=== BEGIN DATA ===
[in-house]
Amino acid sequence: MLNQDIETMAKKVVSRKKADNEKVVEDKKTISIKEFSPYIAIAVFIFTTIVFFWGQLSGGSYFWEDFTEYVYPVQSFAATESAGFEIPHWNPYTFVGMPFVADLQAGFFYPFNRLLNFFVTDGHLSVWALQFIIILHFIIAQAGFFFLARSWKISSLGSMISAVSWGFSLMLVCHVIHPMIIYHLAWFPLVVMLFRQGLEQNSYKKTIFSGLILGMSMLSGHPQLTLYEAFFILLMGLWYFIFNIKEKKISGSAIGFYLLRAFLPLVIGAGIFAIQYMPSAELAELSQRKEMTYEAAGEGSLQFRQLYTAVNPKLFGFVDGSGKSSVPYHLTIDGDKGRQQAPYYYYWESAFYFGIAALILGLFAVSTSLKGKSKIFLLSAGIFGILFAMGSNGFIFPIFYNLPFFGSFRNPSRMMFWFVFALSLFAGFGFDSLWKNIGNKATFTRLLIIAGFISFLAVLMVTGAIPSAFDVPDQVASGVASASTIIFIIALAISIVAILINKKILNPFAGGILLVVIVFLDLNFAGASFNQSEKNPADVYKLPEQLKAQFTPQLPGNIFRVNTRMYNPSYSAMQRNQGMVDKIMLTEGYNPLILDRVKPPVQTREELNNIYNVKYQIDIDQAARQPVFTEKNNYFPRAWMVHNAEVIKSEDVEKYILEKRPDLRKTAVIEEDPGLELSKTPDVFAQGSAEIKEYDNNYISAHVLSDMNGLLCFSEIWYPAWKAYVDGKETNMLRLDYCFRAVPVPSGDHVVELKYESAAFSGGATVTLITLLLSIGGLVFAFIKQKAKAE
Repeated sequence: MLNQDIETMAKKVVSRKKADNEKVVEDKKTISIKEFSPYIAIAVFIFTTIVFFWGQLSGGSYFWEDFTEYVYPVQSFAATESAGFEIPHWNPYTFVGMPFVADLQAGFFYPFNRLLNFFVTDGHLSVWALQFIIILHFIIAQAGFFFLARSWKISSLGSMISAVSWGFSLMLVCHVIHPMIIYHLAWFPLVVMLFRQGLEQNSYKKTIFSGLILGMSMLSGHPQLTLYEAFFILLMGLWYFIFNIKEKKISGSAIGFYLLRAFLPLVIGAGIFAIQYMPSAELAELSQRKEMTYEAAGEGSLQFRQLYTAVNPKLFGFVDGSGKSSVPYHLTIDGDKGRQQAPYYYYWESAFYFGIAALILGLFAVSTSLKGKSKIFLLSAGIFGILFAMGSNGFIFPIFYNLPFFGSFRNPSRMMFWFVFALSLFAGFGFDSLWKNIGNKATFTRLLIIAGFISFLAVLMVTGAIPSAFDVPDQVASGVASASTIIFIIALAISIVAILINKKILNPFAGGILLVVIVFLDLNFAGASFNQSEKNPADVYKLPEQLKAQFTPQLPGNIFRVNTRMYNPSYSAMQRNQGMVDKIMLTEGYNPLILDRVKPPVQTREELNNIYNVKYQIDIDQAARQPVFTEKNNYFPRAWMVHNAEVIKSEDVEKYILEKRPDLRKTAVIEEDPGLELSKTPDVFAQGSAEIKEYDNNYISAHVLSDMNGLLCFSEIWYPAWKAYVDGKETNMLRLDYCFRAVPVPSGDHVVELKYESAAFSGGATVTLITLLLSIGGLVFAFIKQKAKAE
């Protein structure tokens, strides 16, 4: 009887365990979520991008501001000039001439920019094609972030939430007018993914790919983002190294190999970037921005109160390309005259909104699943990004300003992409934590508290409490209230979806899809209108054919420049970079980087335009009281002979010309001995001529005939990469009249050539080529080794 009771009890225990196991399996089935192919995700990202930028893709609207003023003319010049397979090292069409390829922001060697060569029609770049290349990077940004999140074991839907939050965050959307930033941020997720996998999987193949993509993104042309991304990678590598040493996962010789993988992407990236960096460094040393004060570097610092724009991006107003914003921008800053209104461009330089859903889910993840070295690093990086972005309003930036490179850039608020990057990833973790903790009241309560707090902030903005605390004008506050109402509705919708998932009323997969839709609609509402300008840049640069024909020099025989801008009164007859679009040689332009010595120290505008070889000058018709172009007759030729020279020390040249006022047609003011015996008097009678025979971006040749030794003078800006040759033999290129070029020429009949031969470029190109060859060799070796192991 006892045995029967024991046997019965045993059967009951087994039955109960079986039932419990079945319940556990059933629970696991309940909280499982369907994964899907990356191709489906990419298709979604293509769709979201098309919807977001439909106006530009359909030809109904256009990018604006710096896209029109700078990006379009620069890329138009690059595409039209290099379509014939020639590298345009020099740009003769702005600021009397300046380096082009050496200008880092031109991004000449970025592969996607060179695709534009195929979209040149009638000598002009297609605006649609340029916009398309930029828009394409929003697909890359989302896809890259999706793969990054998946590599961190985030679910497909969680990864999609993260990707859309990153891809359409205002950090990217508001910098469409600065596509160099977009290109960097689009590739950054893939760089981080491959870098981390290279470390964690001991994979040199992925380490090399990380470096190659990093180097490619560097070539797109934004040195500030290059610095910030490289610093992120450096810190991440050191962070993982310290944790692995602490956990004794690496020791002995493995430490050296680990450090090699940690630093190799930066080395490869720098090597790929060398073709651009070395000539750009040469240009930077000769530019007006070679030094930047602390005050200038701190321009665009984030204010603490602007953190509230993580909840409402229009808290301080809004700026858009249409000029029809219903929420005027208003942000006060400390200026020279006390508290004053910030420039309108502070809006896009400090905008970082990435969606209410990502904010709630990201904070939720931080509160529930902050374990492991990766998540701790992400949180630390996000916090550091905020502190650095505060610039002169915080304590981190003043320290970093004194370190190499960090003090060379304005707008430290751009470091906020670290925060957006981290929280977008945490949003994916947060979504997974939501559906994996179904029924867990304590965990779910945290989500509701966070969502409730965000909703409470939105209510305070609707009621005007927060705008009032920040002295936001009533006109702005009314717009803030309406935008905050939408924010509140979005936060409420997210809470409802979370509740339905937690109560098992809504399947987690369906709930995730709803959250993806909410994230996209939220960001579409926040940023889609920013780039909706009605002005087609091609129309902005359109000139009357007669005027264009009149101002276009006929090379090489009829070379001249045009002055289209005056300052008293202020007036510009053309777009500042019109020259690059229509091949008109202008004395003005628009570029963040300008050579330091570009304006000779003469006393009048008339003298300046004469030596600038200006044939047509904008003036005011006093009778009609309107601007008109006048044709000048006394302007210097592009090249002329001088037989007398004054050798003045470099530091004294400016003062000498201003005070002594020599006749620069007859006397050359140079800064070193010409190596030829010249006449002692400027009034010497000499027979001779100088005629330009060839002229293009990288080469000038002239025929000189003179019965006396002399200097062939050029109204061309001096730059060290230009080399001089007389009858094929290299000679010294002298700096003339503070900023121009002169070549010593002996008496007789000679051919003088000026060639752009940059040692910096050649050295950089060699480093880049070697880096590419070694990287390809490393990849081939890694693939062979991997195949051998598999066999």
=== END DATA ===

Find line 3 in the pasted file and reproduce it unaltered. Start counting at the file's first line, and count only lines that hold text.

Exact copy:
Repeated sequence: MLNQDIETMAKKVVSRKKADNEKVVEDKKTISIKEFSPYIAIAVFIFTTIVFFWGQLSGGSYFWEDFTEYVYPVQSFAATESAGFEIPHWNPYTFVGMPFVADLQAGFFYPFNRLLNFFVTDGHLSVWALQFIIILHFIIAQAGFFFLARSWKISSLGSMISAVSWGFSLMLVCHVIHPMIIYHLAWFPLVVMLFRQGLEQNSYKKTIFSGLILGMSMLSGHPQLTLYEAFFILLMGLWYFIFNIKEKKISGSAIGFYLLRAFLPLVIGAGIFAIQYMPSAELAELSQRKEMTYEAAGEGSLQFRQLYTAVNPKLFGFVDGSGKSSVPYHLTIDGDKGRQQAPYYYYWESAFYFGIAALILGLFAVSTSLKGKSKIFLLSAGIFGILFAMGSNGFIFPIFYNLPFFGSFRNPSRMMFWFVFALSLFAGFGFDSLWKNIGNKATFTRLLIIAGFISFLAVLMVTGAIPSAFDVPDQVASGVASASTIIFIIALAISIVAILINKKILNPFAGGILLVVIVFLDLNFAGASFNQSEKNPADVYKLPEQLKAQFTPQLPGNIFRVNTRMYNPSYSAMQRNQGMVDKIMLTEGYNPLILDRVKPPVQTREELNNIYNVKYQIDIDQAARQPVFTEKNNYFPRAWMVHNAEVIKSEDVEKYILEKRPDLRKTAVIEEDPGLELSKTPDVFAQGSAEIKEYDNNYISAHVLSDMNGLLCFSEIWYPAWKAYVDGKETNMLRLDYCFRAVPVPSGDHVVELKYESAAFSGGATVTLITLLLSIGGLVFAFIKQKAKAE